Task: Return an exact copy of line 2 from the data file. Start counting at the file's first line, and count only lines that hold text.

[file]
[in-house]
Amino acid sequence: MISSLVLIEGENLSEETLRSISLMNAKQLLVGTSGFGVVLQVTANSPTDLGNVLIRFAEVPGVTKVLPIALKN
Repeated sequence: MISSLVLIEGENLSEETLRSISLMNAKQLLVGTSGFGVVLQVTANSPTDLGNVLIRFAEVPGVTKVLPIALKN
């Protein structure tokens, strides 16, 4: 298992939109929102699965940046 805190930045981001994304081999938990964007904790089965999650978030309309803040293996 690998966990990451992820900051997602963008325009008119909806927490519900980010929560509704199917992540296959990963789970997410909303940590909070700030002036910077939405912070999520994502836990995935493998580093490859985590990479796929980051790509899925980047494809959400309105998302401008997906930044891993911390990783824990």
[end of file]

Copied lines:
Amino acid sequence: MISSLVLIEGENLSEETLRSISLMNAKQLLVGTSGFGVVLQVTANSPTDLGNVLIRFAEVPGVTKVLPIALKN